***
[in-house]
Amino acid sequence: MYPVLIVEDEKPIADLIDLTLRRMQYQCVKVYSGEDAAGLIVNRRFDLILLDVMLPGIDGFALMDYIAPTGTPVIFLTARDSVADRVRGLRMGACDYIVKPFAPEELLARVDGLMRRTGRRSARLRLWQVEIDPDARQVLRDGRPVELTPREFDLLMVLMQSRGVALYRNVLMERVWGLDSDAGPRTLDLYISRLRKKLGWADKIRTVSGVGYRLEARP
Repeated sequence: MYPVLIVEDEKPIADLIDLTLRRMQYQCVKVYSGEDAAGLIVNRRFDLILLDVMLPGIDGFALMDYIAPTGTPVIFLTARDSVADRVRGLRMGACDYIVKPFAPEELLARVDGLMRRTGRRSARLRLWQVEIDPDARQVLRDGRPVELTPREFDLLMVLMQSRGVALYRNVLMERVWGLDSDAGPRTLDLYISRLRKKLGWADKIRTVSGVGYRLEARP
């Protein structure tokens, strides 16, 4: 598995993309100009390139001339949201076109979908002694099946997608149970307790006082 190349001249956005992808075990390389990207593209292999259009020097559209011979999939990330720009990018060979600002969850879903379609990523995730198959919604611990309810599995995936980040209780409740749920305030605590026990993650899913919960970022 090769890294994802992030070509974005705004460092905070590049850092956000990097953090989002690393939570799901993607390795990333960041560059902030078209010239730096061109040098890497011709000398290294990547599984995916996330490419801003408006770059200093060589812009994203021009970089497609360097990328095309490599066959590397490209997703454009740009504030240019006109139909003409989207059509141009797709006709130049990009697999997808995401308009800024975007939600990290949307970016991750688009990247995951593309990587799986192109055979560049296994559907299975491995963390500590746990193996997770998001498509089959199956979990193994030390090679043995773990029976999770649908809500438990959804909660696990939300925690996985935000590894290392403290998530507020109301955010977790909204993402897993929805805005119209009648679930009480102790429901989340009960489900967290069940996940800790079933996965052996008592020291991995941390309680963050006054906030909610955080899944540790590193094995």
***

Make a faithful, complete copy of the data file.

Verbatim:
[in-house]
Amino acid sequence: MYPVLIVEDEKPIADLIDLTLRRMQYQCVKVYSGEDAAGLIVNRRFDLILLDVMLPGIDGFALMDYIAPTGTPVIFLTARDSVADRVRGLRMGACDYIVKPFAPEELLARVDGLMRRTGRRSARLRLWQVEIDPDARQVLRDGRPVELTPREFDLLMVLMQSRGVALYRNVLMERVWGLDSDAGPRTLDLYISRLRKKLGWADKIRTVSGVGYRLEARP
Repeated sequence: MYPVLIVEDEKPIADLIDLTLRRMQYQCVKVYSGEDAAGLIVNRRFDLILLDVMLPGIDGFALMDYIAPTGTPVIFLTARDSVADRVRGLRMGACDYIVKPFAPEELLARVDGLMRRTGRRSARLRLWQVEIDPDARQVLRDGRPVELTPREFDLLMVLMQSRGVALYRNVLMERVWGLDSDAGPRTLDLYISRLRKKLGWADKIRTVSGVGYRLEARP
């Protein structure tokens, strides 16, 4: 598995993309100009390139001339949201076109979908002694099946997608149970307790006082 190349001249956005992808075990390389990207593209292999259009020097559209011979999939990330720009990018060979600002969850879903379609990523995730198959919604611990309810599995995936980040209780409740749920305030605590026990993650899913919960970022 090769890294994802992030070509974005705004460092905070590049850092956000990097953090989002690393939570799901993607390795990333960041560059902030078209010239730096061109040098890497011709000398290294990547599984995916996330490419801003408006770059200093060589812009994203021009970089497609360097990328095309490599066959590397490209997703454009740009504030240019006109139909003409989207059509141009797709006709130049990009697999997808995401308009800024975007939600990290949307970016991750688009990247995951593309990587799986192109055979560049296994559907299975491995963390500590746990193996997770998001498509089959199956979990193994030390090679043995773990029976999770649908809500438990959804909660696990939300925690996985935000590894290392403290998530507020109301955010977790909204993402897993929805805005119209009648679930009480102790429901989340009960489900967290069940996940800790079933996965052996008592020291991995941390309680963050006054906030909610955080899944540790590193094995």